The CRTC created list of services available for Syrian refugees: the CRTC created a list on its website that includes information on mobile phone contract rights, TV and radio stations available in Arabic and how to access 911 emergency services.

Awards and Achievements

Public Service Award of Excellence – Modernizing Northern Telecommunications Team:  The team was recognized for addressing the challenges of accessing affordable, reliable telecommunications services by Canadians living in the North.

Community of Federal Regulators Awards:

An award from the Council of the Network of Official Languages Champions for our Lens 41 tool, used to assess the effects of its decisions and policies on official language minority communities. This was one of three tools that won the “Spotlight on the top 10 best practices” contest.

Recognized by the Association of Professional Executives of the Public Service of Canada for its innovative work on behalf of Canadians who are Deaf, hard of hearing, or who have a communication disability.

Ranked as one of the best places to work in the federal public service (agencies with over 150 employees) according to the most recent results of the Public Service Employee Survey.

TRENDS AND FACTS
Create

Create Infograph 1. Description follows.
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Average number of hours Canadians watch traditional television each week

  • 12-17 = 20 hours
  • 18-34 = 21 hours
  • 35-49 = 24 hours
  • 50-64 = 33 hours
  • 65+ = 42 hours

Average number of hours Canadians (12+) listen to radio each week

17 hours

Use of streaming services by Canadians in 2014

  • 52% music video streaming on YouTube
  • 22% AM/FM radio online streaming
  • 18% personalized music streaming
  • 21% podcast listening

Dollars spent on Canadian Productions

In total, supports for programs made by Canadians were worth more than $4.1 billion in 2012-2013. Almost two thirds (65.6%), or $2.7 billion of this amount comes directly from the expenditures of Canadian television programming services on programs made by Canadians. The remaining amounts come from federal and provincial tax credits (15.8%), the CMF (9%), tangible benefits (4.8%), the contributions of Broadcasting Distribution Undertakings to community programming (3%) and various certified independent production funds, excluding the Canada Media Fund (1.5%).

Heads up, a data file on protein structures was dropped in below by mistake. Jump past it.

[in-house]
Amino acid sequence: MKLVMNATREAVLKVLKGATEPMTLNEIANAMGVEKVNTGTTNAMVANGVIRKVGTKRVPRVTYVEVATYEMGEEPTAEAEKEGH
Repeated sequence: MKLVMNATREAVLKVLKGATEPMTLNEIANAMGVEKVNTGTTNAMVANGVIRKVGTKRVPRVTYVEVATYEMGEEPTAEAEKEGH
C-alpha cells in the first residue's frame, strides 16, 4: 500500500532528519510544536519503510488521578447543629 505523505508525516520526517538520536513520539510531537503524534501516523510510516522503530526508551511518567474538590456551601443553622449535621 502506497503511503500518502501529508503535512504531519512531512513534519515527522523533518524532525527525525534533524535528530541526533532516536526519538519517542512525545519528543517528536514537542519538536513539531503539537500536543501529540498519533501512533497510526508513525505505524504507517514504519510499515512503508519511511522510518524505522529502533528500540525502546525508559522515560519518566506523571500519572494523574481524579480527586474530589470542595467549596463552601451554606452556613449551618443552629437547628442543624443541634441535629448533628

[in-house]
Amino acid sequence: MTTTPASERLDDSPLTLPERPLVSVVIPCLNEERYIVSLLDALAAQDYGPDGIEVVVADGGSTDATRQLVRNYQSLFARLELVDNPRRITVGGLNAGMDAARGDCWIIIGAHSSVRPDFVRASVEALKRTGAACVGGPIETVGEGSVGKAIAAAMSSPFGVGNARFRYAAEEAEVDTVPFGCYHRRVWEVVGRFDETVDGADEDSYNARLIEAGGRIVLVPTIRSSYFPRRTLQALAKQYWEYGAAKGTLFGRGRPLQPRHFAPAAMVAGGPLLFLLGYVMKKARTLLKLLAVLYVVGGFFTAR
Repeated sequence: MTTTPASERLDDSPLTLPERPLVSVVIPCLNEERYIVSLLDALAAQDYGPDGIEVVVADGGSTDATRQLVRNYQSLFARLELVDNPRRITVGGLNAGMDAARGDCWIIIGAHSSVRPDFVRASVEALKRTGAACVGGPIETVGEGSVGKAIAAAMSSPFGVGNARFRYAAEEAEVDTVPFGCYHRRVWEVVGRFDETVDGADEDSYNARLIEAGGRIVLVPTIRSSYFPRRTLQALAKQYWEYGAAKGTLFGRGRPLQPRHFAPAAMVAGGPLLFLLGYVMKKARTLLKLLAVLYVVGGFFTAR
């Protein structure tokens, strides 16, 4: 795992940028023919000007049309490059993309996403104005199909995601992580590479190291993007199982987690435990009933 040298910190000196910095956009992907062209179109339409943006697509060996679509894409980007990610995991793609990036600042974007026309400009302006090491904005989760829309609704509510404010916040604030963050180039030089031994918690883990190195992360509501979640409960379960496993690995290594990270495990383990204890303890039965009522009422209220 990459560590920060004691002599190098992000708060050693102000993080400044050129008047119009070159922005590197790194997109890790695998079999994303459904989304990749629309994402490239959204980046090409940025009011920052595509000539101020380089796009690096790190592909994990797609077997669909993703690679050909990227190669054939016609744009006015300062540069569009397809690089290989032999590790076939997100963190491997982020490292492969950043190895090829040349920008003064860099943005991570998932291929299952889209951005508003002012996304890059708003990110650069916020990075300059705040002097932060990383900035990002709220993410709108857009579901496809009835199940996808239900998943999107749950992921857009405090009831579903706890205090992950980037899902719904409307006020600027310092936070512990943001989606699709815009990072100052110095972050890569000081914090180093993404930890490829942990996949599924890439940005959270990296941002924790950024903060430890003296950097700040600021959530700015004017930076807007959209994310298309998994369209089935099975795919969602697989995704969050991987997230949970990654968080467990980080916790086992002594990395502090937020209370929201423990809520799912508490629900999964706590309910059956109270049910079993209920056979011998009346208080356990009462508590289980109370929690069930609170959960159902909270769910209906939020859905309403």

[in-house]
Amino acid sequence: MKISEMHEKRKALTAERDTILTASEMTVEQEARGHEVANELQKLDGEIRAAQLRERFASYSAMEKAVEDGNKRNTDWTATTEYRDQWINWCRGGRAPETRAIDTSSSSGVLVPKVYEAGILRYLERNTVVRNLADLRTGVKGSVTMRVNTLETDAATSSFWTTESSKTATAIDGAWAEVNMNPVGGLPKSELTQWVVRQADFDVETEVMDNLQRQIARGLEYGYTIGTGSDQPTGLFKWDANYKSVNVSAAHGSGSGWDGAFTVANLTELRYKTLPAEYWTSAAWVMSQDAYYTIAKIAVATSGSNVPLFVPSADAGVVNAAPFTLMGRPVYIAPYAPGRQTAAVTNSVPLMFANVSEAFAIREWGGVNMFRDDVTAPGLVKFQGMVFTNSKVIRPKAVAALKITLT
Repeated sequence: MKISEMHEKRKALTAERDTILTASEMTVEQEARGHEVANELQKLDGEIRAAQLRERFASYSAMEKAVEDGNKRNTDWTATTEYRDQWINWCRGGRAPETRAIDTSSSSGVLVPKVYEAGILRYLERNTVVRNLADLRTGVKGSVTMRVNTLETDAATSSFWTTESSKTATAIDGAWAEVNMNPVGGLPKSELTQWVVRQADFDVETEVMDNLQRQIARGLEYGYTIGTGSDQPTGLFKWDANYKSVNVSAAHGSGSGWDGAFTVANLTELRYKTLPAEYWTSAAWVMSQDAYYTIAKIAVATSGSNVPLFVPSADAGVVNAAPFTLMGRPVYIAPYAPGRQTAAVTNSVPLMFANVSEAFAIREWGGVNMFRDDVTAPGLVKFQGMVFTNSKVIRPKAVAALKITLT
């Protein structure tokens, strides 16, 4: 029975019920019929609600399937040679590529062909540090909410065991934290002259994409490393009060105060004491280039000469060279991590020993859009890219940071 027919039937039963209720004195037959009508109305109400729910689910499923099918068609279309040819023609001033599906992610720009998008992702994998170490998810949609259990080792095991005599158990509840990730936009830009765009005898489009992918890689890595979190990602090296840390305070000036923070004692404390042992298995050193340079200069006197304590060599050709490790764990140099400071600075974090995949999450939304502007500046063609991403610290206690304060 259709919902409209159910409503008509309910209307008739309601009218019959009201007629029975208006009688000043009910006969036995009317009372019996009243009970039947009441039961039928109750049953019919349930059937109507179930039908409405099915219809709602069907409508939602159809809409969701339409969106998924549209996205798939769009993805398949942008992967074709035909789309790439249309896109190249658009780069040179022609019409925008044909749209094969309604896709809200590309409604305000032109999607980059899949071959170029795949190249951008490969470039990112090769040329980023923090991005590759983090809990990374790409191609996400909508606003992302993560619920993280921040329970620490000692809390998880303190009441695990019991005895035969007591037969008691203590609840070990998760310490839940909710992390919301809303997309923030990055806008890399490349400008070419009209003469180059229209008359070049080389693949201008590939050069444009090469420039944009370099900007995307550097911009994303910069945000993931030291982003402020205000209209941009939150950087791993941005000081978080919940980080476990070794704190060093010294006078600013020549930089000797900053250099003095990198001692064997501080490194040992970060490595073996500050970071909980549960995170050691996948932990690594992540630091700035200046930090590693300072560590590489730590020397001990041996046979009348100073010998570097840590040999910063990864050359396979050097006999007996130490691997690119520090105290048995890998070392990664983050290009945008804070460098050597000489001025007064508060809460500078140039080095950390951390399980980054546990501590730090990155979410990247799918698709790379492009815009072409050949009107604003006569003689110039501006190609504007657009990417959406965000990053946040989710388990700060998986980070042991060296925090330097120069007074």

Sources: Communications Monitoring Report published October 2015, including data from Numeris, Media Technology Monitor, Statistics Canada

Highlights of 2015-16 Activities
Create – Modernizing the regulatory framework for the Canadian broadcasting system

Activities that the CRTC commited to for 2015-16 in the CRTC Three-Year Plan 2015-2018 that are completedCanadian children’s television
On 1 September 2015, the CRTC implemented new methods for monitoring the amount of Canadian children’s and youth television programming broadcast and the expenditures on this type of programming in the Canadian broadcasting system.

Television licensees must now record their programs’ target audiences in their program logs using new target audience markers and must break down their total programming expenditures by target audience in their annual returns.

The additional data collected will allow the CRTC to monitor effectively the amount of Canadian children’s and youth programming available in the Canadian broadcasting system, as well as the expenditures on such programming.

Activities that the CRTC commited to for 2015-16 in the CRTC Three-Year Plan 2015-2018 that are completedLicensing criteria for national news
In September 2015, the CRTC issued revised standard conditions of license for Canadian discretionary services operating as national news services.

These new requirements will ensure that Canadians have access to high-quality news and information and are exposed to news and information from a diversity of views on matters of public concern.

Activities that the CRTC commited to for 2015-16 in the CRTC Three-Year Plan 2015-2018 that are completedVideo-on-demand